With a growing presence and interest in the Indo-Pacific, France and the UK could be valuable U.S. partners in maintaining the regional rules-based order.
Chinese capital originally destined for the United States switches to the European continent, making transatlantic collaboration more essential.
EU leaders agreed on proposals for its ongoing migration challenges, which will restore a degree of stability to Berlin and give Merkel breathing room.
Erdogan’s new partner in parliament—the ultranationalist MHP—will make Ankara a more belligerent and intransigent ally.
As the EU confronts all manner of challenges, there has been a new push for the idea of so-called flexible Europe. Yet the concept is prone to misunderstanding and risks tearing the union apart.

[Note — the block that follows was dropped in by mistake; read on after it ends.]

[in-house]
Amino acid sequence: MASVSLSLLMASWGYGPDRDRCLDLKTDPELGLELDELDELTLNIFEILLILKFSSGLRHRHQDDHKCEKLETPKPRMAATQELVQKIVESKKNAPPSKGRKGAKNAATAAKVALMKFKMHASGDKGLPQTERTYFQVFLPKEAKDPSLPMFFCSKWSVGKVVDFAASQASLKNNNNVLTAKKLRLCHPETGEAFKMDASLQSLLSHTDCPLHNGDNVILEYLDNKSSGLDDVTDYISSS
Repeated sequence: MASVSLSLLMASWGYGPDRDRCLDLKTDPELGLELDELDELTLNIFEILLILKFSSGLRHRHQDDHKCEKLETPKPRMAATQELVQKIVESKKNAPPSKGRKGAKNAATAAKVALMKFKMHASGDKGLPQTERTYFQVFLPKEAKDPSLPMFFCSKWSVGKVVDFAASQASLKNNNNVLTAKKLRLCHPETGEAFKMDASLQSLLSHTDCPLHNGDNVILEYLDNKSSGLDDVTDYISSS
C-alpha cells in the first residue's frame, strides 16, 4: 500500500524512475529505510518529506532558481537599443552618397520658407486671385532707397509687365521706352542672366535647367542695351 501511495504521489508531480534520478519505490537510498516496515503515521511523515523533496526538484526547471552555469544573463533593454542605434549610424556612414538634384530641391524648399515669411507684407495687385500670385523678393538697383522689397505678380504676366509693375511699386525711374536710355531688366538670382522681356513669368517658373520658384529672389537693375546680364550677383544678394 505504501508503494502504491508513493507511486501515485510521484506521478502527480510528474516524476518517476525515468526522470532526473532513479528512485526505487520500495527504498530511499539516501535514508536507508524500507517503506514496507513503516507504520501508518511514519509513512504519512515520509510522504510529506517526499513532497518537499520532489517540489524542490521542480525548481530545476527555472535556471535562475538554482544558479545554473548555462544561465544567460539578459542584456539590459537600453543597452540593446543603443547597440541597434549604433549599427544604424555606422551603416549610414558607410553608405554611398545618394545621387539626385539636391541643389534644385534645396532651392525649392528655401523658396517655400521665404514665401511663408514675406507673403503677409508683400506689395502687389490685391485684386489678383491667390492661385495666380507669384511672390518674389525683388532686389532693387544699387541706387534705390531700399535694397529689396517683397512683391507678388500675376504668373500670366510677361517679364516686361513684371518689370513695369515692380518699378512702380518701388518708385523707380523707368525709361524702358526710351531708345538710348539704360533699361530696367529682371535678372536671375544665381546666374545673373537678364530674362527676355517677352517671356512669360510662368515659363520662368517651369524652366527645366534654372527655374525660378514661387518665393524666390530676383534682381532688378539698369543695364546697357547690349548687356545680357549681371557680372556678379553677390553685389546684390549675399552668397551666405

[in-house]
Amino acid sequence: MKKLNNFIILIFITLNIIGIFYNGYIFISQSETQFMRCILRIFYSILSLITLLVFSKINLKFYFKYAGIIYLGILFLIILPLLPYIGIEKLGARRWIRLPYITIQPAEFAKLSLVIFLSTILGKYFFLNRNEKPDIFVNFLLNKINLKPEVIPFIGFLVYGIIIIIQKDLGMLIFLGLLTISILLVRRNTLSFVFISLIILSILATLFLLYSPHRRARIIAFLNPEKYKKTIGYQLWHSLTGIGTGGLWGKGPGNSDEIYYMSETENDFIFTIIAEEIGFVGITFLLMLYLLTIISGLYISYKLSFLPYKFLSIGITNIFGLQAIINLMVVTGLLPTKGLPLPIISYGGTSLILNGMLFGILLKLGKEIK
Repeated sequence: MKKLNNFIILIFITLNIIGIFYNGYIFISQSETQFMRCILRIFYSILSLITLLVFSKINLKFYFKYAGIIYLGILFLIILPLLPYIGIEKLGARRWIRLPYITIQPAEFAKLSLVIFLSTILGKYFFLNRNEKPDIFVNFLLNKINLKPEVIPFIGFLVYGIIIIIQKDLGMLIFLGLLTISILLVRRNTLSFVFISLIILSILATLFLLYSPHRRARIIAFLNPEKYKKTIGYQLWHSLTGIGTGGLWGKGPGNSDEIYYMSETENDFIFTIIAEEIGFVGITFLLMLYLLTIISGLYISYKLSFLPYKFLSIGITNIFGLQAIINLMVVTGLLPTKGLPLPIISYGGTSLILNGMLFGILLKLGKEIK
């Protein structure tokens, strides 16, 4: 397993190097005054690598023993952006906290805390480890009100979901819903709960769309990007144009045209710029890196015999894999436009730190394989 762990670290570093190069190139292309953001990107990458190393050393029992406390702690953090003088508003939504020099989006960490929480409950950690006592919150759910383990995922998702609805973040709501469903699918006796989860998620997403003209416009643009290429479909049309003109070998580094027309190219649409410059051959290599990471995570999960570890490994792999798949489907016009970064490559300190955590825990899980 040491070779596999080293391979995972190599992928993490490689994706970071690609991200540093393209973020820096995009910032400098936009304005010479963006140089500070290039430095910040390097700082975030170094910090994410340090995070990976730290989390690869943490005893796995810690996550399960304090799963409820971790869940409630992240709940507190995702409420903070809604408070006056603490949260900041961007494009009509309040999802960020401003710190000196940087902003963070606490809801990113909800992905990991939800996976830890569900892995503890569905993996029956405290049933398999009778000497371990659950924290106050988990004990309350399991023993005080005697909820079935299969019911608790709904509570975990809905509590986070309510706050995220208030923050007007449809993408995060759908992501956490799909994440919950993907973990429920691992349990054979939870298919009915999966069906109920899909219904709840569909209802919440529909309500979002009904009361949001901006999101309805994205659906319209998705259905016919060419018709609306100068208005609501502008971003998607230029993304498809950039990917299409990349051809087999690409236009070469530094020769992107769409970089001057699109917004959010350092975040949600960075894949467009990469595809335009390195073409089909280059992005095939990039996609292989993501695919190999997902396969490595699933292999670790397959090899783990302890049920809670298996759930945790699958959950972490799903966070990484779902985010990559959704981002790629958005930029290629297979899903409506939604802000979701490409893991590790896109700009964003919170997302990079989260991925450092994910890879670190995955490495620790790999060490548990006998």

The traditional partnership between the U.S. and Europe is under duress. A step forward on areas of agreement must be found despite current challenges.
Governments around the world are closely watching the upcoming Swedish election for evidence of Russian hacking, and tips on how to stop it.
For the citizens of Turkey, the upcoming elections boil down to a choice between a one-man-rule system with no checks and balances and a possible return to a more liberal and parliamentary system of governance.
Paris and Berlin have diametrically opposed views about what the future of the EU should look like.It is hard to see how both views can be reconciled.
Hungary and Poland are not seeking illiberal democracy. They are sliding toward authoritarianism under a false presentation of the majority will.
The Carnegie Europe Program in Washington provides insight and analysis on political and security developments within Europe, transatlantic relations, and Europe’s global role. Working in coordination with Carnegie Europe in Brussels, the program brings together U.S. and European policymakers and experts on the strategic issues facing Europe.